Good Men & Women, but Very Bad Wizards, or Sociopathic Con Artists?

Now that I was once duped into and eventually left a cult, I can truly appreciate the brilliance of The Wizard of Oz. It’s message stays current and probably always will. I have to say every ex-member I’ve spoken with — and at this point I’ve spoken with many — grappled with this question: is “school”, aka “the study”, i.e. Robert and Sharon, simply diabolical — brilliantly sociopathic, self-serving and unapologetic social engineers, without any regard for the damage left in their “wake” (cough) or are they “very bad Wizards” — well intended, yet mis-led and mis-informed. We can only speculate.

Maybe the blog monitors can clue us in — yes, I hear there are two (perhaps more). Hi Josh, care to share?

I’ve come to see this question as one of the stages many ex-cult members move through after leaving groups like “school”. It’s simply part of trying to understand a bizarre experience, in which people you admired and trusted, betrayed you in the most convoluted way. It’s part of the looking back, sorting out and reclaiming of your psyche, emotions, thoughts and — ultimately — life.

Like Dorothy, the Cowardly Lion, the Tin Man and The Scarecrow, if you let yourself work through your cult days — talk to ex-members, repair “unschooled” relationships by revealing the “source” (cough) of odd, dismissive and often cold behavior, visit the sites on the resources page to learn what “school”, aka “the study” really is (hint, it’s not a secret esoteric school with ancient roots) you can find that what you sought from the group lived in you all along and still does; then you can claim it and the vulnerability that led you into “school”, aka “theStudy”, (I’m sure the name will go through another metamorphesis soon) falls away.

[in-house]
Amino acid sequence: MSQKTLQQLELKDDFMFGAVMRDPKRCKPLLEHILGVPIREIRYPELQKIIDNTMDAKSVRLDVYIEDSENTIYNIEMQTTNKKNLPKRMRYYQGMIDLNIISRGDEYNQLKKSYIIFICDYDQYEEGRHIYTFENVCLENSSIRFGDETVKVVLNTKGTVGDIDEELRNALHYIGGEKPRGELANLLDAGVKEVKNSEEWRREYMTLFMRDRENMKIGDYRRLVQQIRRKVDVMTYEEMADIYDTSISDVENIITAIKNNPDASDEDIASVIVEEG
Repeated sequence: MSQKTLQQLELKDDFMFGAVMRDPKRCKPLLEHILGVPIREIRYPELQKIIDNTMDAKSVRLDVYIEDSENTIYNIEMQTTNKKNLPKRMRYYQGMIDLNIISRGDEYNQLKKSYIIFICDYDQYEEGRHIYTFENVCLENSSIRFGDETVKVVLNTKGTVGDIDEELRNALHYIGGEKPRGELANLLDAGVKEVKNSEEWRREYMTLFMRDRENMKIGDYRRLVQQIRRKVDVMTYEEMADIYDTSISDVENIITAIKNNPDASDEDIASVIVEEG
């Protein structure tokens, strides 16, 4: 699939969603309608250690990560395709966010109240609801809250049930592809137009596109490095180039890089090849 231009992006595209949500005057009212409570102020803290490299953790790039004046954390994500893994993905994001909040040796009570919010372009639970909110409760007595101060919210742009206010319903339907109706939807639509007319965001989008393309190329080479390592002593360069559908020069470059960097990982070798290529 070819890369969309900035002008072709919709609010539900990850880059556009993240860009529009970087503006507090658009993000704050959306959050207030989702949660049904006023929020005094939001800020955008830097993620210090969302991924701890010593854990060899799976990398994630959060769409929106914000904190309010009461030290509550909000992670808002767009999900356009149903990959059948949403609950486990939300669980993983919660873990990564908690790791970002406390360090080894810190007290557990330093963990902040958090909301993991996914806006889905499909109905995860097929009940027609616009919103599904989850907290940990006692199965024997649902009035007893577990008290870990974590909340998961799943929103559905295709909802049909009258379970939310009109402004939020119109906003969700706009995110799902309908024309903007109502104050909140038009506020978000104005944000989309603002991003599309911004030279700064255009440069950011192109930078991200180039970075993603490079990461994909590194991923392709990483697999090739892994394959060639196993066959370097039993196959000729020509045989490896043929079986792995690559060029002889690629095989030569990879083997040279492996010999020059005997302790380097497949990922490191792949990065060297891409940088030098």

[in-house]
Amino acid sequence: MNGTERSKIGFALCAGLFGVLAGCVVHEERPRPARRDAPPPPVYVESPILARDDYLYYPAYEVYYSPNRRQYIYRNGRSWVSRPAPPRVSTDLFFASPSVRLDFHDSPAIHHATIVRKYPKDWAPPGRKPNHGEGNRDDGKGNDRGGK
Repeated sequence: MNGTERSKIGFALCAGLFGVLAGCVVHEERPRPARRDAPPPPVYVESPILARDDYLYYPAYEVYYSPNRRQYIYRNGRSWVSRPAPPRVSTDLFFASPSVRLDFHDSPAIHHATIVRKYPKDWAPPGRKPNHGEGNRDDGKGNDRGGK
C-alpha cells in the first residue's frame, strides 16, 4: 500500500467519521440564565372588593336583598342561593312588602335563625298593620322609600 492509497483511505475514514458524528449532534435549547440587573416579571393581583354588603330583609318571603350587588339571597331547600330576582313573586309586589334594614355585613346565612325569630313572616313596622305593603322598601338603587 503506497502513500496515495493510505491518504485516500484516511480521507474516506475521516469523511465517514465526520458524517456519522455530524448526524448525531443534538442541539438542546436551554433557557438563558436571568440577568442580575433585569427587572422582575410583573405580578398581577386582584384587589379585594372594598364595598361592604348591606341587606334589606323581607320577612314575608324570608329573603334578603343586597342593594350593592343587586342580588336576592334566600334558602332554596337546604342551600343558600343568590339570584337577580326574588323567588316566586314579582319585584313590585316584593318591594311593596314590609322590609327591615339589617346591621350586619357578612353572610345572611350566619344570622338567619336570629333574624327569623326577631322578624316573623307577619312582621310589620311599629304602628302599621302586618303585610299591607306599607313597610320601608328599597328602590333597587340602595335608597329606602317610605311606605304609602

If you stay in “school”, aka “the study”, long enough, you start hearing “teachers” say that, unless you do “the work”, “school”-style, you’ll never “build a soul”. Of course, that claim, in and of itself, is fucked up enough to rate its own post. But for now, suffice to say, that, like everything in “school”, aka “the study”, and every other cult, the opposite is true. You go in with a soul — I believe every human is born with one — and “school” beats it out of you with its version of “the work”.